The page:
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Street View in space

Google Street View is available in… zero gravity. You can now explore the International Space Station (ISS) and get the feeling of being in space without leaving your home.

For the first time Street View imagery was captured beyond Earth. Because of the particular constraints of living and working in space, it wasn’t possible to collect Street View data using Google’s usual methods. Instead, the Street View team worked with NASA at the Johnson Space Center in Texas and Marshall Space Flight Center in Alabama to design a gravity-free method of collecting the imagery using DSLR cameras and equipment already on the ISS.

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A lot of troubleshooting was done before collecting the final imagery available today on Street View. The ISS has technical equipment on all surfaces, with lots of cables and a complicated layout with modules shooting off in all directions. There are a lot of obstacles up there, and the team had limited time to capture the imagery. Google team couldn’t also send anything to the ISS, they had to use equipment already available at the station.  And there’s the zero gravity of course.

Image stabilization was the greatest challenge. After many trials the team decided to utilize elastic cords (used at the ISS for keeping the equipment in one place). So ultimately the camera was held down by cords and then rotated.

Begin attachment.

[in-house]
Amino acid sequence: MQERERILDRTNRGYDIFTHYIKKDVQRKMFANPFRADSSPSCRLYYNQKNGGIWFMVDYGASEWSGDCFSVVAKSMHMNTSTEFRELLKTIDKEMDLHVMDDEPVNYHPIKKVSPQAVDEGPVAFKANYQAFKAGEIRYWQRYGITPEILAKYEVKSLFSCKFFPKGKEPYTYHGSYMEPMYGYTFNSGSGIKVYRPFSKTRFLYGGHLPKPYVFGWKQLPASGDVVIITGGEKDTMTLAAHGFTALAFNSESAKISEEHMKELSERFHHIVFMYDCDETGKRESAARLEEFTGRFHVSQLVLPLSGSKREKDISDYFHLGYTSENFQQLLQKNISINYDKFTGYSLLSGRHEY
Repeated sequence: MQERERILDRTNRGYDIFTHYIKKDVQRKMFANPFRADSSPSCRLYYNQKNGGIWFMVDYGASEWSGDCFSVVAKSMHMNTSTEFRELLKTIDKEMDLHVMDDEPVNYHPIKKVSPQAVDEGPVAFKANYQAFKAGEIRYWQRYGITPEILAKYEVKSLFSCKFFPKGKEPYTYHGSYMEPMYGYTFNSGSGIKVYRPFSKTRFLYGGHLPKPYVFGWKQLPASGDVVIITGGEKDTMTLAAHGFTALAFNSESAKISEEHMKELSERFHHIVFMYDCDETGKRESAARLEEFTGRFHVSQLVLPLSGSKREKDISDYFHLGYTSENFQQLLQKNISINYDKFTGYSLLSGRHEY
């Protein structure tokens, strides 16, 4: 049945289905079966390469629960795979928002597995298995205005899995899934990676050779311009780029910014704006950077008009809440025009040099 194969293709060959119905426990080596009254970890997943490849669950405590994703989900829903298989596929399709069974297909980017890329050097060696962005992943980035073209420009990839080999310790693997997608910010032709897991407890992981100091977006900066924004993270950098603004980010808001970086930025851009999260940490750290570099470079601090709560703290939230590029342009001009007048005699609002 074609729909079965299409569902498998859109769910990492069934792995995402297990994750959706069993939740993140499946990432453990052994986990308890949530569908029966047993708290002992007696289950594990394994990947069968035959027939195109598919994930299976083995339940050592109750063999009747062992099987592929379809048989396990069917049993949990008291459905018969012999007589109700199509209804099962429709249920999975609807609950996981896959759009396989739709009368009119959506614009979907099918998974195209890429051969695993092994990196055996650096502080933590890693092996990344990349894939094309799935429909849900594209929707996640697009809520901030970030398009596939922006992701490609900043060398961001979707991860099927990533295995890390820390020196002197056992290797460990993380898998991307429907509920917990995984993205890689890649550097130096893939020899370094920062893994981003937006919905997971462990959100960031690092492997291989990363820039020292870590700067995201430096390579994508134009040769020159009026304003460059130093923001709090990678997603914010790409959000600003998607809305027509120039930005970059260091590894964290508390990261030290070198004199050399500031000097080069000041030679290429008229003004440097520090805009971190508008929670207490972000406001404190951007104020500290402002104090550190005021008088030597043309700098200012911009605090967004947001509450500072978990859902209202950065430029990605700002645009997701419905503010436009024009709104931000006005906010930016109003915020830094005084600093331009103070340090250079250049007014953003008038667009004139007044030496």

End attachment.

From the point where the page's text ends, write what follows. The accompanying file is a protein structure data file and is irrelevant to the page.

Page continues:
16 years in space, 400 kilometers above Earth

For 16 years, astronauts have been working and living on the ISS, a structure made up of 15 connected modules that floats 250 miles (about 400 kilometers) above Earth. The ISS acts as a base for space exploration—possible future missions to the Moon, Mars and asteroids.

Street View in space

Photo: Wikimedia/NASA

The station also gives us a unique perspective on Earth itself. We can collect data on the Earth’s oceans, atmosphere, and land surface. We can conduct experiments and studies that we wouldn’t be able to do from Earth, like monitoring how the human body reacts to microgravity, studying  cyclones in order to alert populations and governments when a storm is approaching, or monitoring marine litter.

Full Space View experience is available here

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